Reset Password Flow

Registered users for your application may forget their password and lose the ability to log in to your app. Cloud CMS provides a "reset password" flow that you can use to provide a way for end users to securely reset their password using their username or registered email address.

On this page, we cover a public convenience method that applications can use to easily provide this functionality without having to through the most robust Cloud CMS object-level APIs. If you're interested in learning about the object-level APIs, take a look at:

  • The where new users will be created.
  • The to be used to send emails to new users.

Let's now walk through the steps of using this convenience method.

Configure your Application Instance

To utilize the "reset password" convenience flow, you first need to have an data store instantiated that will be used to store data for your mobile/web application. You can instantiate this through the Cloud CMS console or you can do so programmatically. Once you've done so, you will need to configure the application instance to have the following properties:

  • public.userDomainId - The ID of one of your platform's domains that should be used to store the new, registered users.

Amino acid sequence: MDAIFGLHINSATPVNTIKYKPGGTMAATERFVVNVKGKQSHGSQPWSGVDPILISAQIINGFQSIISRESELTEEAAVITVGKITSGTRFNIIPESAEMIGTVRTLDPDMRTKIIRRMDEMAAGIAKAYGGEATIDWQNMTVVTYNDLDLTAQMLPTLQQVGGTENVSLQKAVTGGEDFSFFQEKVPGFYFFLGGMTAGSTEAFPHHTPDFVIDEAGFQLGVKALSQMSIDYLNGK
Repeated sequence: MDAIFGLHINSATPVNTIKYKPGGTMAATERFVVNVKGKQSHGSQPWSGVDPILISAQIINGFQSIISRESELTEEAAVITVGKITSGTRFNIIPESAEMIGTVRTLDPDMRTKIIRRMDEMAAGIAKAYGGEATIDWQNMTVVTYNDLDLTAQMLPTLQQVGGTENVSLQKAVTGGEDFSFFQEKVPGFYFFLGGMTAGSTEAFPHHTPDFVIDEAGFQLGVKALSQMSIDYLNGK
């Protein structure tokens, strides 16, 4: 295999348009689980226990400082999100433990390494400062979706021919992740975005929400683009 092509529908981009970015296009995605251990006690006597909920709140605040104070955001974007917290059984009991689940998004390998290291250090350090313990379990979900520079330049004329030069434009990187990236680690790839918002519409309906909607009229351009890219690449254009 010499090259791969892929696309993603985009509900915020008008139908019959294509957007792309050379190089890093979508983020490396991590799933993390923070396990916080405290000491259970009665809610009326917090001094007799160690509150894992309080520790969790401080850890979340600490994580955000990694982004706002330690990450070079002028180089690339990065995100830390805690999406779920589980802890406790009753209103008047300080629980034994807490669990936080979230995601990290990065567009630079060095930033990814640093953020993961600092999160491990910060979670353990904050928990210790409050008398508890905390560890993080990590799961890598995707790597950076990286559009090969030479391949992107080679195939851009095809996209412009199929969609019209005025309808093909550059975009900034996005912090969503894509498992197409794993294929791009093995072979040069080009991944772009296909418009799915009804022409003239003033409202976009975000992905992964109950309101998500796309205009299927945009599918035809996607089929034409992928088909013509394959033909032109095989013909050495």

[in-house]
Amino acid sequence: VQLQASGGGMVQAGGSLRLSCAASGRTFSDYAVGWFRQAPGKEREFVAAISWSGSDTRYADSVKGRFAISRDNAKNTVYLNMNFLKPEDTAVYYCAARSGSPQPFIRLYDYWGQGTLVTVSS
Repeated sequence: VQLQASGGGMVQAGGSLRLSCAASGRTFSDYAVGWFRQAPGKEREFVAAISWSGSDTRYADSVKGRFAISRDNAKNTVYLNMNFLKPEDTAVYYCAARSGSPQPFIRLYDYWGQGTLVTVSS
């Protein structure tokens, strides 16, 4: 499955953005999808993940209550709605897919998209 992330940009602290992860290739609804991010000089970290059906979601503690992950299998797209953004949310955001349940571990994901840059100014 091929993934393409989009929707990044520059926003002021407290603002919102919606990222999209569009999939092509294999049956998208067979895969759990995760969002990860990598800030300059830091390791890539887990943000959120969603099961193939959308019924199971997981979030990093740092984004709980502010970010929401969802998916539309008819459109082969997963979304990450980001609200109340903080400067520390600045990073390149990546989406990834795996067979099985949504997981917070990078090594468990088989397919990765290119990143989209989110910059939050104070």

• public.emailProviderId - The ID of one of your platform's email providers that should be used to send emails.

Sample configuration

The following JSON can be appended into your Application JSON (which you can edit within the Cloud CMS console). Or you can edit your application and enter these values via a form. { "public": { "userDomainId": "primary", // either "primary" or a domain ID "emailProviderId": "{Email Provider GUID}" } }

The Reset Password Flow

The "reset password" flow works like this:

  1. The web user tries to log in and realizes their password is incorrect, invalid or otherwise isn't working. They click a link that you provide to help them resolve this (usually something akin to "Forgot your password? Click here!").
  2. The web user fills out a brief form where they provide their email address or username. They click submit.
  3. Your application code calls Cloud CMS to create a "reset password" request.
  4. Your application code calls Cloud CMS to send the email for the "forgot username" request.
  5. Your web site informs the user that an email was sent and that they should click the link contained in the email to verify their email address and reset their password.
  6. The user checks their email and clicks the link. The user's browser is taken to a password reset page on your web site. This page receives a "hash" request parameter which is used to commit the reset password (below).